Minnesota court: Workers’ comp can’t cover medical marijuana
MINNEAPOLIS (AP) — Workers’ compensation for injured employees doesn’t cover medical marijuana because the drug remains illegal under federal law, the Minnesota Supreme Court ruled Wednesday.
The state’s highest court issued a pair of rulings that overturned earlier decisions by the state Workers Compensation Court of Appeals’ that ordered employers to pay for medical marijuana to treat work-related injuries.
The Supreme Court ruled that federal law, which prohibits the prescribing and possession of marijuana regardless of state laws authorizing it, blocks employers from being required to pay for medical cannabis.
Writing for the majority, Associate Justice G. Barry Anderson wrote that the proper remedy would be for Congress to pass and the president to sign legislation to resolve the conflicts between state and federal laws.
The court noted that Congress has prohibited the Department of Justice from interfering with state medical marijuana laws, and that the federal government’s position on criminal prosecution of marijuana offenses has been in “a state of flux.” But it said possession remains illegal under federal law, so mandating that employers pay for medical cannabis makes them criminally liable for aiding and abetting possession.
In a pair of dissents, Associate Justice Margaret Chutich wrote that the effect of the decisions is to prevent “injured workers who suffer intractable pain from receiving the relief that medical cannabis can bring.” She said that frustrates the Legislature’s goal with workers’ compensation of quickly and efficiently delivering medical benefits to injured workers at a reasonable cost to employers.
The cases involved a Mendota Heights dental hygienist who suffered an on-the-job neck injury and an employee at a Prior Lake outdoor equipment dealer who suffered an ankle injury when an ATV rolled over it. Both workers were certified by their doctors to use medical marijuana after other treatments to control their pain, including opioids, proved inadequate.
Minnesota has allowed medical cannabis since 2015 but has some of the country’s most restrictive rules. The state currently allows only oral, vapor and topical forms, and health insurance companies don’t cover it. That has kept costs high for patients.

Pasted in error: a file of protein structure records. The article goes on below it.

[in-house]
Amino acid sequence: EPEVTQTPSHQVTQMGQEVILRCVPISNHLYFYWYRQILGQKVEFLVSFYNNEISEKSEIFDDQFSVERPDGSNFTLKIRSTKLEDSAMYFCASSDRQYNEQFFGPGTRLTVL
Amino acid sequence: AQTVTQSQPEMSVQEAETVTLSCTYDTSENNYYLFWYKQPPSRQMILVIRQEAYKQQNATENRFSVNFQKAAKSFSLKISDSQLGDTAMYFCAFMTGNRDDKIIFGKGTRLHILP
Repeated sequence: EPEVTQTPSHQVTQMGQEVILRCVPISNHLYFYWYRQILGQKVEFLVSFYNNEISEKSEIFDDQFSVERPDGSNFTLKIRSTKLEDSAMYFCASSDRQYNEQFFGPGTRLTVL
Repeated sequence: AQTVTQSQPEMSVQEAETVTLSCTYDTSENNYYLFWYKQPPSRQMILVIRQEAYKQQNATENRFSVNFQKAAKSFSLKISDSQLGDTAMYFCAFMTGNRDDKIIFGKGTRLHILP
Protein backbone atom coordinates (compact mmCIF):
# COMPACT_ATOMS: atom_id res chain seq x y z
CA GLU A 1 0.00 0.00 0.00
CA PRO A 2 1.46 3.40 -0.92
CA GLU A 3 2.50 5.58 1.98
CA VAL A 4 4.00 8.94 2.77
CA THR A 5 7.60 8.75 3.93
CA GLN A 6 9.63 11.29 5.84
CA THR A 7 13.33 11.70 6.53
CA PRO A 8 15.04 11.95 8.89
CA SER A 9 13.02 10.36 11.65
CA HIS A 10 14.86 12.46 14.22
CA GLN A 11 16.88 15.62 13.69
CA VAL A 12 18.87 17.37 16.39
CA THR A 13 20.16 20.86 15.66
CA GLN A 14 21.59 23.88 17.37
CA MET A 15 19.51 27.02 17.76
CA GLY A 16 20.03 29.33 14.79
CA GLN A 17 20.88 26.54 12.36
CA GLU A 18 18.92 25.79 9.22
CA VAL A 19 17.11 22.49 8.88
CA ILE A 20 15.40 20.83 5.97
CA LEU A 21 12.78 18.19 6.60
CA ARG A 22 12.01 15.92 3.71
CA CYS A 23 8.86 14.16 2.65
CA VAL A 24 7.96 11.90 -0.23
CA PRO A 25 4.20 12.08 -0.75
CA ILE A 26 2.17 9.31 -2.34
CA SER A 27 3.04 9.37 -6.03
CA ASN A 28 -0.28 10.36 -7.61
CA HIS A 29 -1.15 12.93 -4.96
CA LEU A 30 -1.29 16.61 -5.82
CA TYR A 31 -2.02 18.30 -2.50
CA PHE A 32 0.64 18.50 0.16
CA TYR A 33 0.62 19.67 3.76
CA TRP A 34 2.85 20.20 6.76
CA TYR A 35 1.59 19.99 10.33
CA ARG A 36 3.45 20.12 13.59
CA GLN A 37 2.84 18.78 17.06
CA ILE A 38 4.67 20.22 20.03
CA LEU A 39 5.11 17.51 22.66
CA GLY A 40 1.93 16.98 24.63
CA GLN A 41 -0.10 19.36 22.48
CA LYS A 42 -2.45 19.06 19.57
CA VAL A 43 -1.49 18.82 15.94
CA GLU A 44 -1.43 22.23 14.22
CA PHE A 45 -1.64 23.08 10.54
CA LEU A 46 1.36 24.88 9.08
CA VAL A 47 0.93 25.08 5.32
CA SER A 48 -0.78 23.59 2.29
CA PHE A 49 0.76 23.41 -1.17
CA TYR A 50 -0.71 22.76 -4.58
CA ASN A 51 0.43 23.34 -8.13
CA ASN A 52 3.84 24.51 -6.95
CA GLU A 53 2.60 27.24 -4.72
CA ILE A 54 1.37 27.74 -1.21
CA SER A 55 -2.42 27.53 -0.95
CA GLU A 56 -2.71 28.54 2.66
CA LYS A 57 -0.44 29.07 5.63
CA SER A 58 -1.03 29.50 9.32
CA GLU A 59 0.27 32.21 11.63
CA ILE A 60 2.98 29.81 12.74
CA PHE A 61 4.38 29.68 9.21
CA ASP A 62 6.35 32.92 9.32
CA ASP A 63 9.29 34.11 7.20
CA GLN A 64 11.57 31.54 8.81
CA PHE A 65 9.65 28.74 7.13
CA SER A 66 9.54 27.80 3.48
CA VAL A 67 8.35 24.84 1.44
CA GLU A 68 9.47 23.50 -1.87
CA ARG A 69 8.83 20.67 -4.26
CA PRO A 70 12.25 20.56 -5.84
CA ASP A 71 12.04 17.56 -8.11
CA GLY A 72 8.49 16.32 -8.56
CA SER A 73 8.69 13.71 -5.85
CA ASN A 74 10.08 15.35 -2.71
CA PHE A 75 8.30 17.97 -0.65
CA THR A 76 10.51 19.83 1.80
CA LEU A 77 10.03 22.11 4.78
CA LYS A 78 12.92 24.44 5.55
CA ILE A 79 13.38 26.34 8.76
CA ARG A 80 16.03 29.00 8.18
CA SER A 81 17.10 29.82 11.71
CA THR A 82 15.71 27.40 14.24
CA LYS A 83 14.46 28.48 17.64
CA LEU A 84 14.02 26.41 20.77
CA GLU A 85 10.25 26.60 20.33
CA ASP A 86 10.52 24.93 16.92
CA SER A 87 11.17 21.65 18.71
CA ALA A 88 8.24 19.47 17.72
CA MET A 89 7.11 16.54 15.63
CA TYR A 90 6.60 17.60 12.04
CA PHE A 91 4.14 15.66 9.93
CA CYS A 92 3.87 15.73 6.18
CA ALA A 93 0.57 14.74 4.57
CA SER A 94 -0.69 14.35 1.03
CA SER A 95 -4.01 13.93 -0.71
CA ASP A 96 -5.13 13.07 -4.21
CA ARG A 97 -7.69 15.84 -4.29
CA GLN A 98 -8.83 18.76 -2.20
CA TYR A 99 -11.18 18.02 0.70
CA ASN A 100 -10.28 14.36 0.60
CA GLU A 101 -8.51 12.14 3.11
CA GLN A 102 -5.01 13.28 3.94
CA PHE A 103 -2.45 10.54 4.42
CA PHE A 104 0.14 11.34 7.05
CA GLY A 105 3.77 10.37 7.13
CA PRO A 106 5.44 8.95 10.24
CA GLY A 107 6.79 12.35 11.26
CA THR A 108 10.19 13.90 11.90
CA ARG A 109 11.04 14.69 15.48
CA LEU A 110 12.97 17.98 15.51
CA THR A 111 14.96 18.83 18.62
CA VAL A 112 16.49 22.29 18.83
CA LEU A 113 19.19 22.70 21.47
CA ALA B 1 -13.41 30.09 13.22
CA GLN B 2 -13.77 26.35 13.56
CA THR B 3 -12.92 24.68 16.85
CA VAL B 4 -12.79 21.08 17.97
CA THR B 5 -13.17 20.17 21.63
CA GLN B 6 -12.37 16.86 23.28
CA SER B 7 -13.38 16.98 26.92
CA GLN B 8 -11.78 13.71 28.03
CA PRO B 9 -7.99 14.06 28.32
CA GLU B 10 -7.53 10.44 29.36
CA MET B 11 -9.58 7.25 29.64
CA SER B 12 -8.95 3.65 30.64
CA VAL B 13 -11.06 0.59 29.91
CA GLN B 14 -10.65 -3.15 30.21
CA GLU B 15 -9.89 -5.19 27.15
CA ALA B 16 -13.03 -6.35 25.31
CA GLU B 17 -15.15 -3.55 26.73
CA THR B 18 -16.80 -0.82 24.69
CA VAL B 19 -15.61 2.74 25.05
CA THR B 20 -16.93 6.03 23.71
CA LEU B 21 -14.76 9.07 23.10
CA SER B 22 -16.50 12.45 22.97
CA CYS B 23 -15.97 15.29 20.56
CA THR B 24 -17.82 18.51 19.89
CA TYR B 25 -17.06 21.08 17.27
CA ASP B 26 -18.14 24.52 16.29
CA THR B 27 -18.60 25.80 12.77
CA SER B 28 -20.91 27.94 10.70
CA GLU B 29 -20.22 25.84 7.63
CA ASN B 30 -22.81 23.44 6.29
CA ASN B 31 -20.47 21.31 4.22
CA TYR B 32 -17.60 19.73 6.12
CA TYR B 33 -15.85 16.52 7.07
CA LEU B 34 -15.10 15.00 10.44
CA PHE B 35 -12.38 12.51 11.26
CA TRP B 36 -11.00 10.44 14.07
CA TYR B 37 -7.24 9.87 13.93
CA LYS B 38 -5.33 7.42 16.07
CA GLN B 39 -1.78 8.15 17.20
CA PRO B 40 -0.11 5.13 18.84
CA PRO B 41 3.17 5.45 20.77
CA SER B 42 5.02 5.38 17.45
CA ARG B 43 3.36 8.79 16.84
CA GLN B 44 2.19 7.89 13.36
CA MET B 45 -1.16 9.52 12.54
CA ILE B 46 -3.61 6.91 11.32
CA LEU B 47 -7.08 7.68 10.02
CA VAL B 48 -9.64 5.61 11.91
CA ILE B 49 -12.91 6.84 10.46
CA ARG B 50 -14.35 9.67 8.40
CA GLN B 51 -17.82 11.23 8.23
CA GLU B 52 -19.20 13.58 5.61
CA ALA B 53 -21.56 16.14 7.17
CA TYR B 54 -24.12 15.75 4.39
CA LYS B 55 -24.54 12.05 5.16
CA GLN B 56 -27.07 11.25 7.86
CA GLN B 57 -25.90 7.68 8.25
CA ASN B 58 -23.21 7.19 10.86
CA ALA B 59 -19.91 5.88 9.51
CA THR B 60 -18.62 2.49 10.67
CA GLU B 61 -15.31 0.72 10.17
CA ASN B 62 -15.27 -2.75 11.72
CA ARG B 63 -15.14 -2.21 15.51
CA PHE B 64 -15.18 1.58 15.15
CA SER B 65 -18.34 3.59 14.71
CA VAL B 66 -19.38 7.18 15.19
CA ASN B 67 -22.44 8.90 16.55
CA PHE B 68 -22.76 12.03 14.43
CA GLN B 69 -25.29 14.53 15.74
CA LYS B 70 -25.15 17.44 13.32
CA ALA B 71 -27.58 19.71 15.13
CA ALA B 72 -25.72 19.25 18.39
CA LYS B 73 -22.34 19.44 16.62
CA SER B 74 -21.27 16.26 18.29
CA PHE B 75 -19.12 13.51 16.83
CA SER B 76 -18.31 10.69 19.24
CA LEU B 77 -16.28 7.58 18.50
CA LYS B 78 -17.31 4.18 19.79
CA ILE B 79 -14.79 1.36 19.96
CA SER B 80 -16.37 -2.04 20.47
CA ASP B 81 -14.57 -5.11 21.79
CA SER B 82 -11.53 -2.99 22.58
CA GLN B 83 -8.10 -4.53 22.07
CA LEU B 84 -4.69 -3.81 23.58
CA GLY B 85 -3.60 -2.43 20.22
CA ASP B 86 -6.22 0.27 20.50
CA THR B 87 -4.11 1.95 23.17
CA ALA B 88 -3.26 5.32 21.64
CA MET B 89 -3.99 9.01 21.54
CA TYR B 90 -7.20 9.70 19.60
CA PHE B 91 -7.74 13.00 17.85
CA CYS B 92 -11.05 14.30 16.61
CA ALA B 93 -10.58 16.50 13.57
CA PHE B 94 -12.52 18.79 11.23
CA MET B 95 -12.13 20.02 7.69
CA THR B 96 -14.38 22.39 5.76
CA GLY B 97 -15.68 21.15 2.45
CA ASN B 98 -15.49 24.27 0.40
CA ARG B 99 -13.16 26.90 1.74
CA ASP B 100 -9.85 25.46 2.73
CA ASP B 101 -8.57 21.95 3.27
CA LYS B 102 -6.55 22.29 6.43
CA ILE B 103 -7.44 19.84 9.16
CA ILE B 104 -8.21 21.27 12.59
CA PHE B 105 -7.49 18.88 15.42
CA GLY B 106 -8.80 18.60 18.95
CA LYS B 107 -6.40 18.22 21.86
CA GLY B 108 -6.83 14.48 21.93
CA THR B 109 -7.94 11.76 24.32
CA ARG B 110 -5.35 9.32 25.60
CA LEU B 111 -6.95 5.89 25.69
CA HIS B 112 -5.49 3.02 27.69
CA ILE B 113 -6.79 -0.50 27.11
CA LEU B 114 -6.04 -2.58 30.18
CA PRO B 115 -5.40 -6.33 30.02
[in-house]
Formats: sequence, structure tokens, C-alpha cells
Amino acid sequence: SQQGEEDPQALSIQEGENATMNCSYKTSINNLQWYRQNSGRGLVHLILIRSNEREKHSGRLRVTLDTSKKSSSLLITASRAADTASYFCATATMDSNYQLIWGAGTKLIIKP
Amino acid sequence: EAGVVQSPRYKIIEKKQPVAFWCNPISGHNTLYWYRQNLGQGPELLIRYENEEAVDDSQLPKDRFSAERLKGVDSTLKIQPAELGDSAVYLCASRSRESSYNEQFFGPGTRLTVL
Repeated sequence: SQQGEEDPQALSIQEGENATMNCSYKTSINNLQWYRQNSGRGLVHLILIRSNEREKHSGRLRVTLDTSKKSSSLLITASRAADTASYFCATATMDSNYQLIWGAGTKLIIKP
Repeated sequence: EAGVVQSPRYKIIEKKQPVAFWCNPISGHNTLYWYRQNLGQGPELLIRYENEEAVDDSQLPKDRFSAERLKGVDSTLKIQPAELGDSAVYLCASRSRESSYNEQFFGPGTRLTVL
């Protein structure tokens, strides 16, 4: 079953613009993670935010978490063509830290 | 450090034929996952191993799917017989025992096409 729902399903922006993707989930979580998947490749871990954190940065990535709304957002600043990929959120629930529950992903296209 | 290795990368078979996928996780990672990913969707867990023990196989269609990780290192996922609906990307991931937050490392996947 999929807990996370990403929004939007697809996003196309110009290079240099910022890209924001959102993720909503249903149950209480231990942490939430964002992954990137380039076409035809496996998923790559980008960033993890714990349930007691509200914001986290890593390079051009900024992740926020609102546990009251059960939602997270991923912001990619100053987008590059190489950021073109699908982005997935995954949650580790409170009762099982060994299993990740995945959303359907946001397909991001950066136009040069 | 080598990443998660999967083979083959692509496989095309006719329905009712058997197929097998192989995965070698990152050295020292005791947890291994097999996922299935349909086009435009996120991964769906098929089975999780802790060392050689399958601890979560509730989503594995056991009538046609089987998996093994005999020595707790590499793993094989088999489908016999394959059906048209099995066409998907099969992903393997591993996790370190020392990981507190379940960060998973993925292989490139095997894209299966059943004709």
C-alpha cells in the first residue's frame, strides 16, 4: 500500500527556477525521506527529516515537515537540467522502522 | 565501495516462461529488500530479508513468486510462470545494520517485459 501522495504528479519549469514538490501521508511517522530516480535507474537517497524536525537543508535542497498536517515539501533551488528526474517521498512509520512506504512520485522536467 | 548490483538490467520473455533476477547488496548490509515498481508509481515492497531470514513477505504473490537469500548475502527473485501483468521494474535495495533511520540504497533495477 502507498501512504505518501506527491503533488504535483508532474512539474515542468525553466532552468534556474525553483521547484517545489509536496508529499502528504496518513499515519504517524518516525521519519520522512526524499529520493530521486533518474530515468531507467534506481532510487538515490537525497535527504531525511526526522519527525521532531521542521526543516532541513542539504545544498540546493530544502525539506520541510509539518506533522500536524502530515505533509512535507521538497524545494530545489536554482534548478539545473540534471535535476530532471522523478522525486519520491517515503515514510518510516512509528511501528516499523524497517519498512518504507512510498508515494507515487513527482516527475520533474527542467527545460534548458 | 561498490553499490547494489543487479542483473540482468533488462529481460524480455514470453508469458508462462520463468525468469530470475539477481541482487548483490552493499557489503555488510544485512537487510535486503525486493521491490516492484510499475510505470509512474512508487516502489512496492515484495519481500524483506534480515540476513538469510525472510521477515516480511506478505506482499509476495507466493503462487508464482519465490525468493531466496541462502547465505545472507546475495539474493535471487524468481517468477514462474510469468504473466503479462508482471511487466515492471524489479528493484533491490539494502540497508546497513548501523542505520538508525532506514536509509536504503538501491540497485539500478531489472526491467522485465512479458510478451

That’s about to change, however. The Legislature earlier this year relaxed the law to allow for allow smokable medical marijuana starting next spring. The change is expected to slash costs and to triple or quadruple the number of patients using it.
The Democratic-controlled Minnesota House voted to legalize recreational marijuana earlier this year, but the proposal got no traction in the GOP-controlled Senate. The issue is expected to come up again in the 2022 session and campaign season.
Man charged with homicide in possible case of wrong identity
BRAINERD (AP) — A Brainerd man faces a homicide charge after he allegedly shot and killed a woman he may have thought was his ex-girlfriend, investigators say.
The Minneapolis Star Tribune reported that 29-year-old Cameron Moser was charged Monday in Crow Wing County with second-degree intentional murder in connection with 46-year-old Bethany Bernatsky’s death. Police found her body in a resort cabin near Nisswa on Thursday.
Sheriff Scott Goddard said investigators believe Moser may have been looking to kill his ex-girlfriend and mistook Bernatsky for her. Both women’s families say they resemble each other.
The ex-girlfriend’s father said the week before the shooting Moser came to the RV park he owns across from the resort looking for her. He said Moser wasn’t happy that his daughter had overcome drug abuse.
Bernatsky had recently left Vermont, where she was running a paving company, and planned to stay the winter in the Brainerd area, her brother, Ben Bernatsky, said. She had moved into a cabin at the resort a couple weeks ago.
According to the criminal complaint, a cabin occupant called police Thursday night to report gunfire coming from the cabin next door. Responding officers found Moser near the RV park with a rifle and a handgun. He surrendered about 1 a.m. A SWAT team found Bernatsky’s body in the cabin where the shots originated. Shell casings recovered from the cabin matched Moser’s rifle, the complaint said.
Moser remains in jail on $1 million bail. His attorney didn’t return a message.
Judge won’t block vaccine mandate for Minnesota workers
ST. PAUL (AP) — A federal judge won’t block a COVID-19 vaccine mandate for scores of Minnesota health care workers, at least for now.
Nearly 200 Minnesota health care workers filed a lawsuit in September challenging the requirement from President Joe Biden’s administration that all workers in most health settings get vaccinated or lose their jobs. The workers argued the lack of alternatives infringes on their rights.
Minnesota Public Radio reported Tuesday that U.S. District Judge Nancy Brasel held a nearly three-hour hearing on whether to block the requirement but ultimately denied the request.
She didn’t dismiss the case outright, however. She said the health care workers filed the request anonymously and will have to reveal their names to employers.
The case is one of several lawsuits challenging vaccine mandates that have been filed across the countr against government entities, employers or both.
Minnesota Zoo searches for lost owl
APPLE VALLEY (AP) — The Minnesota Zoo is searching for a lost owl.
KFGO reported Wednesday that Gladys, the zoo’s Eurasian eagle owl, flew off during a routine exercise and training session earlier this month and didn’t return.
Zoo staff believe Gladys is probably still within the zoo’s 485-acre, heavily forested grounds. They’re asking the public to keep an eye out for her.
She would be tough to miss. Eurasian owls are among the largest owls in the world, with piercing orange eyes and six-foot wingspans.